I leaned into the driver's side window of our rental car on a street in the center of Reims and kissed Damon goodbye. He was off to Paris-Beauvais to catch a flight back to Ireland -- without his navigational security blanket, the Garmin Nuvi -- and I stayed in France for another nine days to visit my company's French winery clients, with Damon's GPS as my co-pilot.
It was really intriguing to drive through so many different regions of France and see the changes in each location -- the geography, the typography, the people, the food, the architecture, the weather. I also enjoyed brushing up on my French and spoke as much as I could every day. It would have been more relaxing to take the train, but the drive proved interesting. I learned that the French have some of the best highways in the world -- and you pay a price to drive on them. We all know that gas is crazy expensive in Europe, but add on a toll of 12€ to drive for a couple hours on the autoroute. Luckily, I was traveling on the company's dime. :)
After visiting a client in Le Mesnil-sur-Oger, I had a wonderful three-course lunch (with a glass of Champagne, of course) on the Place de la Republique in Epernay, the main city in the Champagne region, before having a glass of Champagne with a colleague from Wine & Spirits magazine. Then I drove east toward the border with Germany to the Alsace winegrowing region. I spent a couple days in Andlau, a village in Alsace, then enjoying a morning walking tour of Strasbourg before hopping back in the car and driving very far south -- about 5-6 hours -- to the Rhone Valley.
Andlau and Strasbourg Photos:
I stopped in Lyon for dinner, where all the men looked Spanish and Italian, as did many of the buildings -- my first experience seeing the Mediterranean influences of bordering countries can have such similarities yet speak different languages, etc. (Alsace is the same with its Germanic influences.) I stayed at a little B&B in the Crozes-Hermitage wine region called La Farella and loved the hospitality. The family welcomed me into their home for cheese and wine while I used their computer (my Wifi in the room wasn't working). The B&B looked like an Italian villa, and the family ate paella one night -- a Spanish dish. The owner mentioned to me that her husband was from Spain, and they eat a mix of French and Spanish food. She was from the Midi (southern France), and she couldn't understand most of my French, sadly. She said I had an accent American/Parisienne, which I guess is actually a compliment.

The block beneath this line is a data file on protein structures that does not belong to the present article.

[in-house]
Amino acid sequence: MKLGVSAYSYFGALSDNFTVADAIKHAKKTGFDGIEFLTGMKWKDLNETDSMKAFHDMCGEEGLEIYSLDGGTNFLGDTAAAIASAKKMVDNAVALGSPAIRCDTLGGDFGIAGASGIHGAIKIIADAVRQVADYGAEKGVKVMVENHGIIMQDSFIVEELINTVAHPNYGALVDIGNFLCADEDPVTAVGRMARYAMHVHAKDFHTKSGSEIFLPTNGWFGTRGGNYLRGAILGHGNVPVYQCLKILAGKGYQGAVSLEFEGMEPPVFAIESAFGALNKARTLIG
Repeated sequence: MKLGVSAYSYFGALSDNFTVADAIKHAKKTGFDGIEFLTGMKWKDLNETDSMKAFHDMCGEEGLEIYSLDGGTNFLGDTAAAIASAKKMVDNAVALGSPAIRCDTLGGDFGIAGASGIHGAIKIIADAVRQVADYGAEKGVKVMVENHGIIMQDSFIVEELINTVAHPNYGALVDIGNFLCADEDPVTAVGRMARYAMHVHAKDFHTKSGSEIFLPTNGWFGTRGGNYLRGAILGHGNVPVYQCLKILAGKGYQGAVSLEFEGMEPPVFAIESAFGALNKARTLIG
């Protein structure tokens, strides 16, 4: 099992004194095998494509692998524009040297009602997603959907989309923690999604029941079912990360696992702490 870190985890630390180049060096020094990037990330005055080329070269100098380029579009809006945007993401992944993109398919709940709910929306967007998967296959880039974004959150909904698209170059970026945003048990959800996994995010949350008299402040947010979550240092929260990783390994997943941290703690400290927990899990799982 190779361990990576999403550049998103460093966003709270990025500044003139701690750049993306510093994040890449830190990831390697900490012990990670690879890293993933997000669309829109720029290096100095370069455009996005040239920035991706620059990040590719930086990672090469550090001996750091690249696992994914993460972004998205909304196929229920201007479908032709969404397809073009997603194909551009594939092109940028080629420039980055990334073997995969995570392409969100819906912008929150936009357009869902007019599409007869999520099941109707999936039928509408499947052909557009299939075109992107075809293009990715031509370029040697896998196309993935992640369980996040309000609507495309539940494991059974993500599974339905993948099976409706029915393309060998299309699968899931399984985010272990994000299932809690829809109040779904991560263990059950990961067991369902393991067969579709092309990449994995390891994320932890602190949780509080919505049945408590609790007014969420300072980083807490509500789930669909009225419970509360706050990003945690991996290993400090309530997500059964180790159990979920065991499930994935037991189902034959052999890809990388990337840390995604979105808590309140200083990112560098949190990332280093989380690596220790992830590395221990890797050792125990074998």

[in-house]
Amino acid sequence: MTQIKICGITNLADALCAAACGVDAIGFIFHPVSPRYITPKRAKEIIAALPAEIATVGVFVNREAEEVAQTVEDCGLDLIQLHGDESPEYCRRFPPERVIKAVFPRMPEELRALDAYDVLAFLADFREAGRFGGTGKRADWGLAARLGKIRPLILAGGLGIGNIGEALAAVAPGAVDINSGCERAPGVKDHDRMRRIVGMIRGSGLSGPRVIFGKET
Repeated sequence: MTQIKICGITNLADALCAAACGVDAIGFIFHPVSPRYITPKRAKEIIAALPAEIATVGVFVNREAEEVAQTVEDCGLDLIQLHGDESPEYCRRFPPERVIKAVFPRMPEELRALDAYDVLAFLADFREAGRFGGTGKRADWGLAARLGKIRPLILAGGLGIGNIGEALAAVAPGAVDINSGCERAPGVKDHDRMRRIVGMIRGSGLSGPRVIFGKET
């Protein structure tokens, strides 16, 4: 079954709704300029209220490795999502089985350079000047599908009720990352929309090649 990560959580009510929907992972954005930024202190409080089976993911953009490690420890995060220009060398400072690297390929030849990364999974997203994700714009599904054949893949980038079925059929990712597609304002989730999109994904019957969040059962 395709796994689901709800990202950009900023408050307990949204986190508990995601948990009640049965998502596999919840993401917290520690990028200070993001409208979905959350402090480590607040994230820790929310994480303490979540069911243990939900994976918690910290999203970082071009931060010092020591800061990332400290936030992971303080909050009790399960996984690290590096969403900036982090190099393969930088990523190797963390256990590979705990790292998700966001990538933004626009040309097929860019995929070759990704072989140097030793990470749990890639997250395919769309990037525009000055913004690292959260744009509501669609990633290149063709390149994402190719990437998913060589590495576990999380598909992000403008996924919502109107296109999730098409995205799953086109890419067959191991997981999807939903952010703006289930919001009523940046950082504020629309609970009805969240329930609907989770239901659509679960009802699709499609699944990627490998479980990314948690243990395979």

After visiting our new client in Crozes-Hermitage, I drove down to Nimes on Saturday to visit another client, then spent the afternoon driving north through the southern Rhone Valley. I didn't realize I was so close to the Mediterreanean; I should have tried to drive to the sea, but instead, I spent a few hours in Provence and the Cotes du Rhone. First, I walked through the walled village of Avignon, then I drove to Chateauneuf-du-Pape and then toward the mountains to the village of Gigondas, where one of my favorite wines comes from to taste Gigondas at a wine bar in Gigondas, which I figured would be a rite of passage.
I drove a few hours back north to Beaune, the main city in Burgundy, and -- of all things -- ate sushi on Sunday night. I love French cuisine, but there is no good sushi in Ireland, and I've been missing sushi a lot lately. The California Roll at Sushi Kai (50, faubourg Saint-Nicolas, Beaune) didn't disappoint. I found that the Burgundians understood my broken French and I understood them quite well, which boosted my confidence. (Burgundy is only a few hours from Paris, and their accents are more Parisienne.) I even conducted a business meeting 90% in French -- a revelation for me.
After a few days of visiting our clients in the Cote de Beaune and Cote de Nuits, I drove to Paris and stopped at a cafe on the northeast side of the city to meet an American couple, he's a writer and she's a photographer. They've been living in Paris since the 1980s, and I wanted to make a connection with them since they write about wine and travel often.
As soon as I arrived back into Ireland, I had one day to clean, do laundry and prepare the guest room for Mom's inaugural visit to Ireland.
Rhone Valley and Burgundy Photos: